An Exploration of Schubert at Music@Menlo’s Summer Festival

David Bratman on July 21, 2015
The Escher String Quartet (Photo by Sophie Zhai)
The Escher String Quartet (Photo by Sophie Zhai)

Franz Schubert is sometimes considered the fourth member of the classical "Viennese school," though he's a generation younger than Beethoven and younger still than Mozart or Haydn.  This year's Music@Menlo Festival is devoted to Schubert's music, and the first program, presenting his early works, showed both his roots in Mozart and the differences that set him on an openly Romantic path.

On Sunday, at Stent Family Hall on the Menlo School campus in Atherton, the Escher String Quartet began the concert with Mozart’s String Quartet in D Minor, K. 421. The seeds of Schubert’s own quartet writing can certainly be heard here.

In some of his works, especially those in the minor mode, Mozart was a Romantic composer born a little early. Within the calm strictness of high Classical style, a fervent emotionalism peeps out. That powerful churning that characterizes a Schubert work like the “Death and the Maiden” quartet (in the same key) could be heard underneath the even-paced, rhythmic, dance-like opening Allegro of this performance. The hefty jollity of the minuet also prefigured and resembled the effect of the “Death and the Maiden” scherzo.

The other movements were less Schubertian. The soft spinning rhapsody of Mozart’s Andante omitted the agonized episodes of Schubert slow movements. Here, the Escher performance was notable for disrupting its rhythmic pulse in an emotional breakdown at the end. The finale, too, was lighter than Schubert would write, though it did have one point of resemblance to Schubert in high repeated notes in Adam Barnett-Hart’s first violin. The soft spinning rhapsody of Mozart’s Andante omitted the agonized episodes of Schubert slow movements. Here, the Escher performance was notable for disrupting its rhythmic pulse in an emotional breakdown at the end.

The Escher immediately followed with Schubert’s earliest complete composition for string quartet, an Overture in C Minor, D. 8a, written at the age of 14. Not likely to be heard outside of concerts like this, it’s already characteristically Schubertian. The term “Overture” implies a heavier composition than a typical quartet opening Allegro of the time, and this one begins with a large slow introduction. Then it builds tiny motifs into a high emotional climax that cuts out for a gentler second theme, a Beethovenian procedure that Schubert was to make his own. The only problem is that the constituent material is not very good. Still, the young composer was showing his promise.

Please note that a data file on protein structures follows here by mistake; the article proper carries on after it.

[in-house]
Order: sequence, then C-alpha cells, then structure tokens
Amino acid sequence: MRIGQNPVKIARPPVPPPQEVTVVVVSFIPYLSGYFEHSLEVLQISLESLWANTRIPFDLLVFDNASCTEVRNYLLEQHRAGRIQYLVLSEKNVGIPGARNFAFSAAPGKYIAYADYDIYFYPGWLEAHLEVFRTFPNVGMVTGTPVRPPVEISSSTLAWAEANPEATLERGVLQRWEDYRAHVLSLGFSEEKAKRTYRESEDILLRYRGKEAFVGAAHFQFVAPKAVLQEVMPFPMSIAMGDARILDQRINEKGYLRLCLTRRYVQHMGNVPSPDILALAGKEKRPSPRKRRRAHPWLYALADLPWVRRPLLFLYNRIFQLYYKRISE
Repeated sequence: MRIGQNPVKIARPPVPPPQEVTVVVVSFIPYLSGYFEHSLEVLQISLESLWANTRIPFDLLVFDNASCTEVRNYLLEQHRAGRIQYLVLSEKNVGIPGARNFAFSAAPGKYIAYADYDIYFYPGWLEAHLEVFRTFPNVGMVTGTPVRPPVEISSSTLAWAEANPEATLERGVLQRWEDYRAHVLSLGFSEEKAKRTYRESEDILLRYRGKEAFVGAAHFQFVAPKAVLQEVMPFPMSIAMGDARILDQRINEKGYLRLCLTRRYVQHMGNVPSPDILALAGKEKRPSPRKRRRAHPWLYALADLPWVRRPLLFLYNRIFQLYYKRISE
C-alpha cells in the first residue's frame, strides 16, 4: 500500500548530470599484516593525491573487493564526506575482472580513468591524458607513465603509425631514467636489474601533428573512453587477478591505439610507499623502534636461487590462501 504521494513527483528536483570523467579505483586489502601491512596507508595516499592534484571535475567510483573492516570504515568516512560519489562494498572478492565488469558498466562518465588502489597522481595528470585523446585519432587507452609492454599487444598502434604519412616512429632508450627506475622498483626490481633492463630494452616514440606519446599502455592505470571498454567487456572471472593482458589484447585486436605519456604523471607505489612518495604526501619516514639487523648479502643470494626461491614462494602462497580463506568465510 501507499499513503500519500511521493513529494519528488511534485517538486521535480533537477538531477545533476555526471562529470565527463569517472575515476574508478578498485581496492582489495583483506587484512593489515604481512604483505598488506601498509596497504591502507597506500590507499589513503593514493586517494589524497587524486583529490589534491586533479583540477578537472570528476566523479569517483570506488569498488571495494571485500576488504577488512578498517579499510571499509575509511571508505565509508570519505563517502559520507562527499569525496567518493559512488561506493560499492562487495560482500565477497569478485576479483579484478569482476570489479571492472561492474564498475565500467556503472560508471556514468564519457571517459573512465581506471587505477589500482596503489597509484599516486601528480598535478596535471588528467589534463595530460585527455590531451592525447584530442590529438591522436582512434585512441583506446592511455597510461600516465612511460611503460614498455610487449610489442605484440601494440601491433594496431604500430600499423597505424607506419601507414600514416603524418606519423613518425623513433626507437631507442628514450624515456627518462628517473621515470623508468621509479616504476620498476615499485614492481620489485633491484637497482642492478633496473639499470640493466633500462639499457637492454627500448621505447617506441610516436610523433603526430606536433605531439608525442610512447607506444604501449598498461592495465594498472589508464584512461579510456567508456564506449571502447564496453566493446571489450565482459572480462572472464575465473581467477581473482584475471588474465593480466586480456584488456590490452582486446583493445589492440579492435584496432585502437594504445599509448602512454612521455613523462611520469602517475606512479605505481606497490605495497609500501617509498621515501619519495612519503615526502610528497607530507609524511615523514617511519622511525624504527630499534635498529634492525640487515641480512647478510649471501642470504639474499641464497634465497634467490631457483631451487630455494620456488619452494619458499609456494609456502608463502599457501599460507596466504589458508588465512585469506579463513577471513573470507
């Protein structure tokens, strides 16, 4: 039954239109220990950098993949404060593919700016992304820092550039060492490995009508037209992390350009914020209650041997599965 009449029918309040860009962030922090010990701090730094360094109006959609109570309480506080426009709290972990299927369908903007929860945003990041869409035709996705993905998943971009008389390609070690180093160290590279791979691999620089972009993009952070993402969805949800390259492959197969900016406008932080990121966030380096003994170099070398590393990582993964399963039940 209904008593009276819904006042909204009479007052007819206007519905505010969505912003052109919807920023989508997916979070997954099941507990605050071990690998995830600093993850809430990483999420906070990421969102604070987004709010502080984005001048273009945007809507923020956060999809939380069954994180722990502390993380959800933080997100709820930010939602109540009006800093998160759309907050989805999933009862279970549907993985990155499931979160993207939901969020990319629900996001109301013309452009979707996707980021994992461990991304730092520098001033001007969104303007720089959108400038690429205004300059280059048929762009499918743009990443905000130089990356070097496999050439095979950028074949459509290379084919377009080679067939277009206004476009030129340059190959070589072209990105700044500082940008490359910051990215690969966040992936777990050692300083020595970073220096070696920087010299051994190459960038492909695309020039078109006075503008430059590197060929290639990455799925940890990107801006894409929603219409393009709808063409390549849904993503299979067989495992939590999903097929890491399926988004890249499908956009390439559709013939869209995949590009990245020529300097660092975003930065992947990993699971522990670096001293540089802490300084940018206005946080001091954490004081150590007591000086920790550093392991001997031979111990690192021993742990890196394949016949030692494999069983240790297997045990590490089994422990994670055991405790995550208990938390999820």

Schubert’s first published songs should have, though they didn’t quite, make him famous: “Erlkönig” and “Gretchen am Spinnrade.” Pianist Hyeyeon Park ably accompanied these.

“Gretchen” was sung by Joélle Harvey with a powerful soprano appropriate to an opera stage, or perhaps to the Menlo-Atherton Center for the Performing Arts, where the program was given on Saturday. Her voice was far too big for the tiny Stent ballroom. Nevertheless, her alternation of character between Gretchen’s despair and her yearning was clearly audible and appreciated.

Nikolay Borchev handled the multiple voices in “Erlkönig” well. Though he effectively dramatized the song throughout, the most impressive part of Borchev’s performance was the bug-eyed display he put on for the Elf-King, with an eerie, seductive voice, light and spooky. No listener could doubt the malevolent intent, nor the sincerity.

After intermission, the “Trout” Quintet – from a 22-year-old Schubert – was prefaced with Harvey performing the song, “Die Forelle,” the tune of which provides the theme for the quintet’s variation movement.

Patrick Castillo’s program note aptly cites affability as the dominant characteristic of the “Trout” Quintet. That was apparent in this performance, which made its way genially through the five movements. Pianist Jeffrey Kahane’s work was distinct for its dominance and clarity. Violinist Arnaud Sussmann, though a bit short-breathed in his phrasing in the opening, quickly merged with the rest.

The most striking sound of the concert came in duos of the lower strings. Keith Robinson’s cello was quiet and inconspicuous by itself. Playing together with Sunmi Chang’s viola, however, the two instruments made a strong, penetrating tone. Cello pairings with Scott Pingel’s bass were even more surprising, jumping out palpably.

This concert made a good beginning. I can’t wait to hear what Schubert writes next.